Increasingly, Novantas believes that banks should build their strategies around foundational branches that have strong stand-alone economics – both high deposits and high sales. These locations will be the ones that banks should feel comfortable opening earlier in the process and will allow the bank to ensure that opportunity is not left on the table (without giving up future optionality).
Beyond these select branches, it will make sense to open some additional locations over time, but there are a few key notes to keep in mind.
First, transit patterns have changed drastically and historic behavior may not be representative of COVID or post-COVID behavior. Work centers are a good example of this. Transaction volumes and sales have historically been high in work centers, but some of these locations have been hit the hardest as employees work remotely.
Second, there is no need to rocket from closed lobbies to full hours of operation. Respondents to the COVID branch survey said on average that they estimate 44% of branches will maintain current COVID hours or increased hours, but remain below normal pre-COVID-19 levels. Since only about 18% of branches had more than one new-to-bank checking account per day pre-COVID, keeping the lobby closed for an extra one or two hours a day during the transition to full operations likely won’t be very disruptive to sales and would allow branch bankers to make quality outbound calls.
Finally, banks should coordinate hours and services available across community clusters, ensuring there is easy access to walk-in lobby service for the community at some locations, while maintaining appointment-based access at other locations.
Banks should use this time to get a clear vision of the future-state network requirements as they prepare a reopening strategy. This past week has demonstrated that the situation is extremely fluid, underscoring the need for banks to carefully track trends and not adopt a one-size-fits-all approach to the network. While immense uncertainty remains, it is very clear that pre-COVID transaction volumes won’t be enough to guide strategies that will be required in the coming weeks and months.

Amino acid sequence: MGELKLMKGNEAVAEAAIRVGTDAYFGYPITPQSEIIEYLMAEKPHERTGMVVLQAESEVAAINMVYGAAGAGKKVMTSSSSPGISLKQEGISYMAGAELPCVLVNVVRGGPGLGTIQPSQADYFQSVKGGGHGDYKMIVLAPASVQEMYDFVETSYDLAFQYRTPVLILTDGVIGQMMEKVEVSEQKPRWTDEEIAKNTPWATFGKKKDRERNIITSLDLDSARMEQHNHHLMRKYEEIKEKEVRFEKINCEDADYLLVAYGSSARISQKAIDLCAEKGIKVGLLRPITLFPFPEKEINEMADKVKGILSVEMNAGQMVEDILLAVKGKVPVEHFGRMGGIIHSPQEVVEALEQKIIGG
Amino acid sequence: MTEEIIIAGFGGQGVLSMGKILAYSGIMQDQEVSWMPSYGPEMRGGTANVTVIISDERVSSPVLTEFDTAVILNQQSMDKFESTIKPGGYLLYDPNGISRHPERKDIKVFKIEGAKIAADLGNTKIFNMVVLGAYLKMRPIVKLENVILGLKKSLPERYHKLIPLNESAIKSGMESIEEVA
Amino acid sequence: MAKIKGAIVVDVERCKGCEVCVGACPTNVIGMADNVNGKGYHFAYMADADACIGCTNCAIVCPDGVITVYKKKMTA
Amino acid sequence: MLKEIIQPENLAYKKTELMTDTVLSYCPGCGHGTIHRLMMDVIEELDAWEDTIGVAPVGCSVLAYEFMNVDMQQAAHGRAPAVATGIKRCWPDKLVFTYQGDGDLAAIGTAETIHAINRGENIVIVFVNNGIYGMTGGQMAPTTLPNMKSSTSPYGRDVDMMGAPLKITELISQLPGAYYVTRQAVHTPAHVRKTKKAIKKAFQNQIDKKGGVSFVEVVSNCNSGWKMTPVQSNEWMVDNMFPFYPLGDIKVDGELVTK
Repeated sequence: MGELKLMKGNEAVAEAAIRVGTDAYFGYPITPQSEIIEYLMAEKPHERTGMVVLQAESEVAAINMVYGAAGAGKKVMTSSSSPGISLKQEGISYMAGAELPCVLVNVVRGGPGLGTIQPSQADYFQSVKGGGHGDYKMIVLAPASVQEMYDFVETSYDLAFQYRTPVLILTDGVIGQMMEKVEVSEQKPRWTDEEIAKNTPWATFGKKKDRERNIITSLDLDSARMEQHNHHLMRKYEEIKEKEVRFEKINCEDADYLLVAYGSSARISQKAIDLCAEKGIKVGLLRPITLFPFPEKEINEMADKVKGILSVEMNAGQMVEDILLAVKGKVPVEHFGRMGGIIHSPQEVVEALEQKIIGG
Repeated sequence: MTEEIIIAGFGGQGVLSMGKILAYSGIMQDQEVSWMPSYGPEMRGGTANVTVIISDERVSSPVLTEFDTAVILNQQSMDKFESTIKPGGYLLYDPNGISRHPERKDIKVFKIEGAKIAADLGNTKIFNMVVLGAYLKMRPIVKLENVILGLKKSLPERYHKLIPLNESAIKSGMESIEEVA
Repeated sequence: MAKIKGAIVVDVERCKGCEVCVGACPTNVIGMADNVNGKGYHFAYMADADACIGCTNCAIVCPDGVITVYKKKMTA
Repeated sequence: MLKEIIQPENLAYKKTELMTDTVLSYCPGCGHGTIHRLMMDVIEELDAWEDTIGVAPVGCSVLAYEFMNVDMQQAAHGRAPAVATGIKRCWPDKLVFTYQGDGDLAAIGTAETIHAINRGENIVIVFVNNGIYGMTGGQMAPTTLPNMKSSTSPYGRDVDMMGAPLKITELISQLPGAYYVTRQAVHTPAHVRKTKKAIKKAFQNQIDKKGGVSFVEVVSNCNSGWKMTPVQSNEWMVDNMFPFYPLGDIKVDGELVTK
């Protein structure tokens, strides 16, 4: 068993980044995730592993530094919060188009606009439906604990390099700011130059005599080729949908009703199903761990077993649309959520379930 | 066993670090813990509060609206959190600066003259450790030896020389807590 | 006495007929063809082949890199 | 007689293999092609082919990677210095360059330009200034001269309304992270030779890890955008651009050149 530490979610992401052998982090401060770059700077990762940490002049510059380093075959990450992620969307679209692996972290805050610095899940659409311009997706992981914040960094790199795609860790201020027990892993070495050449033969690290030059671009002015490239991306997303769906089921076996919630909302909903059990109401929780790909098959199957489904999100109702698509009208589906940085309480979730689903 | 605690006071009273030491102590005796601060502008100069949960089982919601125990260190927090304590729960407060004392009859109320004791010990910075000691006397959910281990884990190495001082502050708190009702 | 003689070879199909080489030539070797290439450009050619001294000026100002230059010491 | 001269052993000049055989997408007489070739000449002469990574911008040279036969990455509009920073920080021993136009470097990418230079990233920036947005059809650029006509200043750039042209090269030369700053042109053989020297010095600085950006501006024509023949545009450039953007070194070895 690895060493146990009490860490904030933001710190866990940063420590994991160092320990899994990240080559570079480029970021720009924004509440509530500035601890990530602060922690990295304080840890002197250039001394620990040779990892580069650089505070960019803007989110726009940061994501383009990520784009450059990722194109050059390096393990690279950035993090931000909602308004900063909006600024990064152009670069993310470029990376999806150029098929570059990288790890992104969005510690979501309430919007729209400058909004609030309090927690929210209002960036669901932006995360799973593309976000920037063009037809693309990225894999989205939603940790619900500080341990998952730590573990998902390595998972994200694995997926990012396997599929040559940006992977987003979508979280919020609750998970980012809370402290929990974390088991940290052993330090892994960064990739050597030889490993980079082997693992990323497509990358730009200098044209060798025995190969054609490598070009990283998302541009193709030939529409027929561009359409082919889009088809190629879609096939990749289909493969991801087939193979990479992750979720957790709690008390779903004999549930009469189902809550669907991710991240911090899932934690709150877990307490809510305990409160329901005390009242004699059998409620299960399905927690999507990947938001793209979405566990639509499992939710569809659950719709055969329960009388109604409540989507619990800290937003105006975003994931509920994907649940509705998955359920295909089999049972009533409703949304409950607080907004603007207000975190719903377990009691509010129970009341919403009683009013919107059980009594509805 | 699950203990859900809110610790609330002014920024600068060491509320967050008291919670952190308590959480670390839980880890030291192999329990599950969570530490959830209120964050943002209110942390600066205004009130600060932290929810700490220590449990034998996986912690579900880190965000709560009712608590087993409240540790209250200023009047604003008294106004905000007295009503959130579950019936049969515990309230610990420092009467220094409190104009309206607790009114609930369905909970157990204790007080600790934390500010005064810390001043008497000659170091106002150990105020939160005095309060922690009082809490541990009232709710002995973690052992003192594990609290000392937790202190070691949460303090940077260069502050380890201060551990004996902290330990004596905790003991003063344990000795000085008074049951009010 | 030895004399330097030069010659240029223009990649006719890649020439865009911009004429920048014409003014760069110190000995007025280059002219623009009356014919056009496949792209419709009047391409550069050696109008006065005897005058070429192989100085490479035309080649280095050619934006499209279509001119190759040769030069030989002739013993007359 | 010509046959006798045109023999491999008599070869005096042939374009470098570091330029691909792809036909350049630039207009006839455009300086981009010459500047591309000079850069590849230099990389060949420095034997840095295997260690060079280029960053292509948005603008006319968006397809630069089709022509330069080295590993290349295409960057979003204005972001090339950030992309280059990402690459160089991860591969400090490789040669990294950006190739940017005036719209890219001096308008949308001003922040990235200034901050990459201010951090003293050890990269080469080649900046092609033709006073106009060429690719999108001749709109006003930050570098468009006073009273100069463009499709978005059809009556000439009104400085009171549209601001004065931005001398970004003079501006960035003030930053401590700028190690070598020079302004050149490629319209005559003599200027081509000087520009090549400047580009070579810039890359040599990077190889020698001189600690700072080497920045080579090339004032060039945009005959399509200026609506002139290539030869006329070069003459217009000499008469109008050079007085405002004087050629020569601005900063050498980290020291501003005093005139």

CONSUMER DEPOSIT GROWTH RATE REVERTING TOWARD HISTORIC NORMS
Checking and savings balances both continue to grow above historical levels, though growth rates for each product have normalized closer to prior falling and low-rate environments. Customers who received stimulus payments are showing continued balance growth, especially those in higher-balance tiers.
The next few weeks will be significant for balances, although many uncertainties remain. Spending may resume in geographies that continue to reopen and consumers are facing July 15 tax deadlines that will likely lead to account outflows. The resurgence of COVID-19 cases in other parts of the country, however, are already prompting some businesses to close and governments to hit the “pause” button on their reopen plans.
Meanwhile, the pace of CD runoff has remained consistent since the end of April, with runoff in the range of 40-50% on an annualized basis. In many cases, the CD funds are shifting to liquid deposits within the same bank.
A full weekly deposit tracker is available to CDA clients. Contact Adam Stockton at firstname.lastname@example.org for details.
NEWS OF THE WEEK
Some 4.3 million homeowners missed their mortgage payments in May, up from two million at the end of March and representing the highest level since 2011, according to Black Knight, a mortgage data company.
nCino, a provider of cloud-based banking software, filed plans with the SEC to raise $100 million in an initial public offering. The company was founded in 2011 by executives at Live Oak Bank in Wilmington, N.C.
Demand for mortgages stands at 18% higher than a year ago and refinance applications are 76% above year-ago levels, according to the Mortgage Bankers Association.
Mastercard agreed to buy Finicity, an aggregator of real-time financial data, for $825 million.
A survey conducted by the National Federation of Independent Business found that 14% of PPP loan borrowers expect to lay off employees after using the loan.
On a related note, 53% of small businesses surveyed by Small Business for America’s Future said they have taken on new debt related to COVID-19, with nearly one in four saying they have new debt of more than $20,000 and 18% saying they have taken on new debt of more than $100,000. Some 40% of respondents said they are using PPP loans to reopen while 29% are dipping into personal savings and 20% are using credit cards. Only 12% said they are relying on bank loans.
Apple announced that it is closing some of the stores that it had recently reopened in Florida, North Caroline, Texas, South Carolina and Arizona due to a rising number of COVID-19 cases. Disney delayed plans to reopen its theme parks in southern California until it receives approval from state officials. The parks had been slated to reopen on July 17, but Disney said will not issue guidelines until after July 4.
Ally Financial terminated its $2.65 billion acquisition of CardWorks, a subprime credit-card lender, citing “unprecedented” economic and market conditions related to the pandemic. Neither company will incur termination or breakup fees for the deal, which was announced in February.